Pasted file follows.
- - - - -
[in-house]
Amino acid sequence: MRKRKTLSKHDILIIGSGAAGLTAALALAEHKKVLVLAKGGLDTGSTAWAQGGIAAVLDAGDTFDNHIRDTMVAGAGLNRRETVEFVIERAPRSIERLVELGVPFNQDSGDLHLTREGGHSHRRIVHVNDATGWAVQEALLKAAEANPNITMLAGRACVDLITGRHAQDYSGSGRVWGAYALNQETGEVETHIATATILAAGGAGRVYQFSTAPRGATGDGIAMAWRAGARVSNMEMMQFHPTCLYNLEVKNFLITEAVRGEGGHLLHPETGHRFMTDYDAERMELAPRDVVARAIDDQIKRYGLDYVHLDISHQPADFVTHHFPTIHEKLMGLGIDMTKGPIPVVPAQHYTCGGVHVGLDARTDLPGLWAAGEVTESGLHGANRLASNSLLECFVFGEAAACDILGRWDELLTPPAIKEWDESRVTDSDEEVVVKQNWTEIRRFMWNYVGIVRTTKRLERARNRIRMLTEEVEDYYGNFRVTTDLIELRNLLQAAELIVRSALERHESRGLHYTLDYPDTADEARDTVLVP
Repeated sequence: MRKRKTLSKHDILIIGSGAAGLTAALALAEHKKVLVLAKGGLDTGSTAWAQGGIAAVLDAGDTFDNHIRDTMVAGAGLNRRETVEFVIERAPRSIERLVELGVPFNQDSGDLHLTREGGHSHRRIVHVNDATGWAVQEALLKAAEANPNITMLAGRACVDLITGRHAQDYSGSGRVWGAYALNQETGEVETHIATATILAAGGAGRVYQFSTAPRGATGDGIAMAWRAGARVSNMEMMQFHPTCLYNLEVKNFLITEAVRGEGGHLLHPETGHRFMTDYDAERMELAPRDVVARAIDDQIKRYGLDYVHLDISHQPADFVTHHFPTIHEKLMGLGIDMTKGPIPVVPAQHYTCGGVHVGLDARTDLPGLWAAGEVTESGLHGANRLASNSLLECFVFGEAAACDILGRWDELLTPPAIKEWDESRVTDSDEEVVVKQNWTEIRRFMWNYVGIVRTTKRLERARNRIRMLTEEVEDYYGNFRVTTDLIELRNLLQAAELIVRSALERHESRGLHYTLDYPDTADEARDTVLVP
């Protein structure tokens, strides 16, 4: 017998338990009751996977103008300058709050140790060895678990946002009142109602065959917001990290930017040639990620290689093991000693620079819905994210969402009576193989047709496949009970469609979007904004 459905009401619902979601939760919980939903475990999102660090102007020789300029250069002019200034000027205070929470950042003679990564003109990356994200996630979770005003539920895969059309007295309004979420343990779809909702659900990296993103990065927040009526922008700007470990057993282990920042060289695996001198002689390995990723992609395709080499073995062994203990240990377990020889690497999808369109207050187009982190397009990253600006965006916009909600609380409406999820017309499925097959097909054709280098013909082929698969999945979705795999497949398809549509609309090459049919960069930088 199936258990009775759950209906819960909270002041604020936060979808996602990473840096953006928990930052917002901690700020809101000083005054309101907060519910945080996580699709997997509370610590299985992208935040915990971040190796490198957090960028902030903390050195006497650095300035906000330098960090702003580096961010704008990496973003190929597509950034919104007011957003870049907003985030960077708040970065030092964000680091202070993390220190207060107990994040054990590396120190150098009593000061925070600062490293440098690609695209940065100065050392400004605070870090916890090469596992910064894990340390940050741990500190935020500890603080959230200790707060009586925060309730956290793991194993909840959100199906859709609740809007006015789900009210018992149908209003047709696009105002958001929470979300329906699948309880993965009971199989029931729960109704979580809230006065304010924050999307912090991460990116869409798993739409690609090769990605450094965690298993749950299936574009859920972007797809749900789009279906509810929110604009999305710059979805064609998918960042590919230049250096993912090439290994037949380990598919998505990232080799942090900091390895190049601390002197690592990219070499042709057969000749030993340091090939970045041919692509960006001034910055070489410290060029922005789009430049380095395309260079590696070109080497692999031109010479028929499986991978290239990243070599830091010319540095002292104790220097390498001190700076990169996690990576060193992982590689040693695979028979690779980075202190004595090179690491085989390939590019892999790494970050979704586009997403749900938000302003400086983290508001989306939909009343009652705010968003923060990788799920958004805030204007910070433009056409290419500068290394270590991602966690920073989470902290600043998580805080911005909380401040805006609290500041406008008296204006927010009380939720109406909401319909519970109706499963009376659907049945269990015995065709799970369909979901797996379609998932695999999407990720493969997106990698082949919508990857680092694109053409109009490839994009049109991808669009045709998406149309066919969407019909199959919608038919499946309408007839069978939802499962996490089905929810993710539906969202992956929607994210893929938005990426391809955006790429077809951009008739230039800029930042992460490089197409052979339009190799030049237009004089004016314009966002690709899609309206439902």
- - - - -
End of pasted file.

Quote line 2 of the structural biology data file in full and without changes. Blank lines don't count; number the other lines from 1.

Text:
Amino acid sequence: MRKRKTLSKHDILIIGSGAAGLTAALALAEHKKVLVLAKGGLDTGSTAWAQGGIAAVLDAGDTFDNHIRDTMVAGAGLNRRETVEFVIERAPRSIERLVELGVPFNQDSGDLHLTREGGHSHRRIVHVNDATGWAVQEALLKAAEANPNITMLAGRACVDLITGRHAQDYSGSGRVWGAYALNQETGEVETHIATATILAAGGAGRVYQFSTAPRGATGDGIAMAWRAGARVSNMEMMQFHPTCLYNLEVKNFLITEAVRGEGGHLLHPETGHRFMTDYDAERMELAPRDVVARAIDDQIKRYGLDYVHLDISHQPADFVTHHFPTIHEKLMGLGIDMTKGPIPVVPAQHYTCGGVHVGLDARTDLPGLWAAGEVTESGLHGANRLASNSLLECFVFGEAAACDILGRWDELLTPPAIKEWDESRVTDSDEEVVVKQNWTEIRRFMWNYVGIVRTTKRLERARNRIRMLTEEVEDYYGNFRVTTDLIELRNLLQAAELIVRSALERHESRGLHYTLDYPDTADEARDTVLVP